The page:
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Professor tweets how to topple ‘racist’ monuments like Washington Monument – then backtracks

The Washington Monument in Washington D.C. (Daniel Schwen, Wikimedia Commons/Released)
June 01, 2020

On Sunday a Twitter-verified professor and self-described Egyptologist posted a thread of tweets insinuating rioters could topple obelisk monuments and described instructions for just that scenario.

“PSA For ANYONE who might be interested in how to pull down an obelisk* safely from an Egyptologist who never ever in a million years thought this advice might come in handy,” tweeted Sarah Parcak. “*might be masquerading as a racist monument I dunno.

The Washington Monument in Washington D.C. is one of the most well-known obelisk monuments in the country and many users who viewed her tweets expressed concern that she was referring to that monument.

Parcak referenced her “bona fides” as an Egyptologist who has studied how obelisks, like the Washington Monument, have been raised and lowered.

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“The key to pulling one down is letting gravity work 4 you. Chances are good the obelisk extends into the ground a bit, so you want to get CHAINS NOT ROPE (it’s 2020 AD not BC let metal work for you) extended tightly around the top (below pointy bit) and 1/3 down forming circles,” she tweeted. “For every 10 ft of monument, you’ll need 40+ people. So, say, a 20 ft tall monument, probably 60 people. You want strong rope attached to the chain—rope easier to hold onto versus chain. EVERYONE NEEDS TO BE WEARING GLOVES FOR SAFETY (there is a lot of safety first).”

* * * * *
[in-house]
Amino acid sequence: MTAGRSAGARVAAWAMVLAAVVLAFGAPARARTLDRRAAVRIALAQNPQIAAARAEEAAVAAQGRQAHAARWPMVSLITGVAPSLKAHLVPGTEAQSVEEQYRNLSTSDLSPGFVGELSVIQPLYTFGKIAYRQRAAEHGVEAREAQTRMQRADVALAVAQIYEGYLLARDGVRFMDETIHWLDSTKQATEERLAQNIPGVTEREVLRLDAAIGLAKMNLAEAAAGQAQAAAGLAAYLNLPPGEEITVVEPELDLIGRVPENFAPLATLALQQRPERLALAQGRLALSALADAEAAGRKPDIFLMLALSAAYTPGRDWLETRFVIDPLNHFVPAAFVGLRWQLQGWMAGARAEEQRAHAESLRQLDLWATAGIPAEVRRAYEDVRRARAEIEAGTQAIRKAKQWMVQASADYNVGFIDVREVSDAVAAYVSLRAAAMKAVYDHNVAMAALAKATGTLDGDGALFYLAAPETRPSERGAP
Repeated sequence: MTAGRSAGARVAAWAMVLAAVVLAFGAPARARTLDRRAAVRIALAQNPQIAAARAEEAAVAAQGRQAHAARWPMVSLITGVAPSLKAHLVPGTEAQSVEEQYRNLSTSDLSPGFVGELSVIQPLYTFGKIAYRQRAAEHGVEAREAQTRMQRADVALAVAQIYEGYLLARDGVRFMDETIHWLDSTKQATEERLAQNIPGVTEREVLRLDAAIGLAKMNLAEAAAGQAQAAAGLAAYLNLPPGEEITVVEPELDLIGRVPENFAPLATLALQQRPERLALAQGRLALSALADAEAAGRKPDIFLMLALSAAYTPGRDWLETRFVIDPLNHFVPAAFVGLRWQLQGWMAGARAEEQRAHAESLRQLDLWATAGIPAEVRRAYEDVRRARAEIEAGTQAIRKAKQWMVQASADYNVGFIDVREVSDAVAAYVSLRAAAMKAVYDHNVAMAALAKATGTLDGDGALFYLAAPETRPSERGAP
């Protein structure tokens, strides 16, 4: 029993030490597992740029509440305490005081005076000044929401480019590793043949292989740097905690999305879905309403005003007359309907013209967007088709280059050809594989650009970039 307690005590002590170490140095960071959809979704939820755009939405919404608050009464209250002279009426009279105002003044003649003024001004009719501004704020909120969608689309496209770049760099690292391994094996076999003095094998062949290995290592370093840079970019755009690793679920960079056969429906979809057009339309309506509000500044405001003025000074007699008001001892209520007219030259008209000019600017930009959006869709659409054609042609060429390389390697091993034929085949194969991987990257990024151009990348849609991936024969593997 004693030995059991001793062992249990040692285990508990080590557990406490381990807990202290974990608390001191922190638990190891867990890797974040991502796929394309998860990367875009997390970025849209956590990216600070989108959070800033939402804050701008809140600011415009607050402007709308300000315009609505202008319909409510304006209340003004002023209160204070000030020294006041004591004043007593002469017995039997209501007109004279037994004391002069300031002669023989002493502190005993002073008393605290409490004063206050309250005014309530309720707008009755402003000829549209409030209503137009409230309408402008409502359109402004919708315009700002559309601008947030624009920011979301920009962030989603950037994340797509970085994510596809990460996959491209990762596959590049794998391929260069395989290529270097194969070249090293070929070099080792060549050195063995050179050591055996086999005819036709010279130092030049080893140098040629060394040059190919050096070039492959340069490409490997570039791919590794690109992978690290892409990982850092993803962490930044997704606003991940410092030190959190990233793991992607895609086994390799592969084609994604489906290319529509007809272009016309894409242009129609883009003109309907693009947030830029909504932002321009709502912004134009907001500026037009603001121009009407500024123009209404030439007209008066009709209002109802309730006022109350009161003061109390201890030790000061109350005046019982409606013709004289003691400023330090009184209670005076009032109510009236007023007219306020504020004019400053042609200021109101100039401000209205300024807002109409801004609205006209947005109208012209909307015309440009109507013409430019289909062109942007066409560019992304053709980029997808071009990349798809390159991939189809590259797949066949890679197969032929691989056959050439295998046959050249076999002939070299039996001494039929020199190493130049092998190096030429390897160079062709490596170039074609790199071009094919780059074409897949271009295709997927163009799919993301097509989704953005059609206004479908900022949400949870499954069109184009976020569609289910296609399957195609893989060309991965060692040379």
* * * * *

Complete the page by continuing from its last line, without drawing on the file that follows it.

In another tweet, Parcak said, “WATCH THAT SUMBITCH TOPPLE GET THE %^&* OUT OF THE WAY IT WILL SMASH RUN AWAY FROM DIRECTION.”

“Then celebrate,” she added, “Because #BlackLivesMatter and good riddance to any obelisks pretending to be ancient Egyptian obelisks when they are in fact celebrating racism and white nationalism.”

She even included a stick-figure schematic of her instructions.

“Here’s a rough schematic. I note this is experimental archaeology in action! Just my professional Hot Take and you may need more people, longer rope, etc. everything depends on monument size,” she said.

“BUT OF COURSE THIS IS ALL ENTIRELY HYPOTHETICAL,” Parcak added towards the end of her thread. “ALSO PLEASE DO NOT PULL DOWN WASHINGTON MONUMENT.”

Parcak instead suggested demonstrators, armed with her instructions, could bring down a similar obelisk monument in Birmingham, Alabama, likely referring to a Confederate monument.

Parcak’s only specific references to the Birmingham monument come near the end of her tweet thread after all of her instructions and despite her late instructions to spare the Washington Monument, some commenters on her tweets raised concerns about the instructions being used to topple the monument in DC.

Other commenters mentioned reporting Parcak, and linked to Twitter CEO Jack Dorsey. Twitter has recently begun the practice of marking tweets they claim are “glorifying violence.” Twitter recently marked a tweet by President Donald Trump, talking about using the National Guard to stop ongoing riots. Twitter has since been criticized for allowing tweets from users like Iran’s Ayatollah Ali Khamenei, who has tweeted about attacking Israel.

Following Parcak’s Twitter thread, demonstrators did attempt to topple statues in Linn Park, in Birmingham, Ala.

Protesters used a rope to bring down the statue of Confederate Navy captain Charles Linn after defacing it.

Protesters also tore down a plywood barrier surrounding Birmingham’s obelisk monument.

“The plywood is down,” Al.com journalist Anna Beahm tweeted along with videos of the vandalism.

Helicopter footage spotted fires burning near the Washington Monument on Sunday night.

“Smoke from multiple fires rising up in front of the Washington Monument #Chopper4 looking south from Maryland, White House center screen,” tweeted NBC Washington reported Brad Frietas.

Several other monuments around the National Mall in Washington D.C. were also vandalized on Sunday, including the World War II Memorial and the Lincoln Memorial.